2010 July 3
Explanation: A mere 50 light-years away, young star Beta Pictoris became one of the most important stars in the sky in the early 1980s. Satellite and ground-based telescopic observations revealed the presence of a surrounding outer, dusty, debris disk and an inner clear zone about the size of our solar system -- strong evidence for the formation of planets. Infrared observations from European Southern Observatory telescopes subsequently detected a source in the clear zone, now confirmed as a giant planet orbiting Beta Pic. The confirmation comes as the planet is detected at two different positions in its orbit. Designated Beta Pictoris b, the giant planet must have formed rapidly as Beta Pic itself is only 8 to 20 million years old. With an orbital period estimated between 17 and 44 years, Beta Pictoris b could lie near the orbit of Saturn if found in our solar system, making it the closest planet to its parent star directly imaged ... so far.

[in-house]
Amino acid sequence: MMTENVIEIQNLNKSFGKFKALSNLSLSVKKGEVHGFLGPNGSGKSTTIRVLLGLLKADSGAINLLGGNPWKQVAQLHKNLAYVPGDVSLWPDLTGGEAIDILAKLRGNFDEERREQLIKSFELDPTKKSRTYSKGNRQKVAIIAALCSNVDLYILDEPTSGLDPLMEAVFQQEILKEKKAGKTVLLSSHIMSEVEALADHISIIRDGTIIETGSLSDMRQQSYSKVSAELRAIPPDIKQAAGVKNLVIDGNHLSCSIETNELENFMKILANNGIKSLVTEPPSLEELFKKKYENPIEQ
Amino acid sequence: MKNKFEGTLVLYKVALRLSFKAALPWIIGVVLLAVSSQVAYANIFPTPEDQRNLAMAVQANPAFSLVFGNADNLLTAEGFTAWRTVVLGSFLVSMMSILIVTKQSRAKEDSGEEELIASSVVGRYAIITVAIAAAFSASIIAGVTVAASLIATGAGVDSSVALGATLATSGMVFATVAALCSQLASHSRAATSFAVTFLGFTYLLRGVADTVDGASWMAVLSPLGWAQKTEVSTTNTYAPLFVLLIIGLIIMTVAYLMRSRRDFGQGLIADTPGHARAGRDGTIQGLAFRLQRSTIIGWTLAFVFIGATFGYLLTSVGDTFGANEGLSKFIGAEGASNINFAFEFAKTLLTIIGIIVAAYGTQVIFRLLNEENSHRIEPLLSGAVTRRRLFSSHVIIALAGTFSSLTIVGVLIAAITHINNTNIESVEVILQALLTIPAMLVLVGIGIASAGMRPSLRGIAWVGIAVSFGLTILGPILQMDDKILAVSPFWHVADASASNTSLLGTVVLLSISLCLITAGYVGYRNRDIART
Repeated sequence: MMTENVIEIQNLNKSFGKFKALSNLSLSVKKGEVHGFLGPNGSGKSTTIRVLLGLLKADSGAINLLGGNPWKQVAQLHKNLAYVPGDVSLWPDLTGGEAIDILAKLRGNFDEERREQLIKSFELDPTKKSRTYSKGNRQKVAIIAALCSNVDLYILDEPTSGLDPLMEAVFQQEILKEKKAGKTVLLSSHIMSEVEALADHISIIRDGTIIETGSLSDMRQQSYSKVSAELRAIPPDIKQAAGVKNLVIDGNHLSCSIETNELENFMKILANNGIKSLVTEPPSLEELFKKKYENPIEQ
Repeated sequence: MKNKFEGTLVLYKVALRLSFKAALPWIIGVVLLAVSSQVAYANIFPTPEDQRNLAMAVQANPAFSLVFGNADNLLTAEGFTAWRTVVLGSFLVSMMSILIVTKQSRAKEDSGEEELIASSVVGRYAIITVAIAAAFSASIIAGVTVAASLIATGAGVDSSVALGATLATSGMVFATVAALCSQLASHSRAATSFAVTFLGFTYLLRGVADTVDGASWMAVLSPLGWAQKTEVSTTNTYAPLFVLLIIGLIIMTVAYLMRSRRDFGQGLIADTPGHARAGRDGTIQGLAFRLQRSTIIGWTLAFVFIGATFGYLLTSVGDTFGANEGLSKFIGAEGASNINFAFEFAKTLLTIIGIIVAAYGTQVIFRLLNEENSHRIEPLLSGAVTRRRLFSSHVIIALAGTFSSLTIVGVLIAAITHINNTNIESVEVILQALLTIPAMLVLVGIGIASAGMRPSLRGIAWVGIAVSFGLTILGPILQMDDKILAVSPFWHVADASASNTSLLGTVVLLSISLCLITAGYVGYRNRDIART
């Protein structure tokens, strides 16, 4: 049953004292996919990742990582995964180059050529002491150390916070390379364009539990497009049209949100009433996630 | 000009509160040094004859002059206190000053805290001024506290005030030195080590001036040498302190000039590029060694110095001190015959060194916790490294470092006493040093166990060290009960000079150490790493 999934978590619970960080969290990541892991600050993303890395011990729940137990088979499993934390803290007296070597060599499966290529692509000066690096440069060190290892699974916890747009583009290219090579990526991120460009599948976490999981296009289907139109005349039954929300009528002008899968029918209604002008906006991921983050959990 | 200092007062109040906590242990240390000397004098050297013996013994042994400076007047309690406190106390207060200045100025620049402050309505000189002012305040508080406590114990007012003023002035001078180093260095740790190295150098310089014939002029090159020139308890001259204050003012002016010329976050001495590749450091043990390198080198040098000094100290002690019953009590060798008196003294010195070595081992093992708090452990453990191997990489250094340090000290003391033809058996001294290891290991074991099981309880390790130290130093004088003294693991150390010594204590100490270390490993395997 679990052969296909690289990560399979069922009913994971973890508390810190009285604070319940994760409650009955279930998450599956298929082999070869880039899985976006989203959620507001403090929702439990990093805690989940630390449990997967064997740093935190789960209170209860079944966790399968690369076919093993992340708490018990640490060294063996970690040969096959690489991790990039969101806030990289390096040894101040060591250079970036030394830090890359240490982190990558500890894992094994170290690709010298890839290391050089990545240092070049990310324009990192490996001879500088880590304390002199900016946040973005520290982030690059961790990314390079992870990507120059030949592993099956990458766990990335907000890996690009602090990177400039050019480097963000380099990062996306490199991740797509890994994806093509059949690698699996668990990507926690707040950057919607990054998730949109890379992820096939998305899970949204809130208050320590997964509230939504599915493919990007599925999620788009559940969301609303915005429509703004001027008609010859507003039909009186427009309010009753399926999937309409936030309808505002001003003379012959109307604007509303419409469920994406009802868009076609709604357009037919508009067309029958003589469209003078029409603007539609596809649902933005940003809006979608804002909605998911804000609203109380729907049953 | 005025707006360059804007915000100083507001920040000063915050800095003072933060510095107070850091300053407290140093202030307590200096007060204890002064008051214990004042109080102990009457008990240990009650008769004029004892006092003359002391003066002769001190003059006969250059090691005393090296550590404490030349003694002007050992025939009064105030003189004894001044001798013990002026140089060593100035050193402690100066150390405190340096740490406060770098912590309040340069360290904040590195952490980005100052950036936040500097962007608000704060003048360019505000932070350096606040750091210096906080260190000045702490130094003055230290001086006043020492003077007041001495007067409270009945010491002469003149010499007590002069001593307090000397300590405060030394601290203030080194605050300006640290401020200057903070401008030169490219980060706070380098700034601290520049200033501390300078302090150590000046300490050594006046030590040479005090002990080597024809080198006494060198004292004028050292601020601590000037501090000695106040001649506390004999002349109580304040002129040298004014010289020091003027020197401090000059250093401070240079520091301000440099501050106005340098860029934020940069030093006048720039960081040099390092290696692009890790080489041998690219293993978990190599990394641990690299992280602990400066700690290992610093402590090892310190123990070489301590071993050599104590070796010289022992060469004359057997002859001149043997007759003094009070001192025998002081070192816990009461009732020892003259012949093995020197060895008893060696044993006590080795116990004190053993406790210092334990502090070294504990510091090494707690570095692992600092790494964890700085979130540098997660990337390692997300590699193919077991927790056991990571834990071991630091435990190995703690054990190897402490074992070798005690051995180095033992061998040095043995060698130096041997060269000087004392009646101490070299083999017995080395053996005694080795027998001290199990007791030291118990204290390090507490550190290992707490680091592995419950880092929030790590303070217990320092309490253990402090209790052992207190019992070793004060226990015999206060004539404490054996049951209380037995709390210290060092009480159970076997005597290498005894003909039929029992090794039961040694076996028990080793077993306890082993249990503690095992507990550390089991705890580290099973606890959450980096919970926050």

Authors & editors:
Jerry Bonnell (UMCP)
NASA Official: Phillip Newman Specific rights apply.
A service of: ASD at NASA / GSFC
& Michigan Tech. U.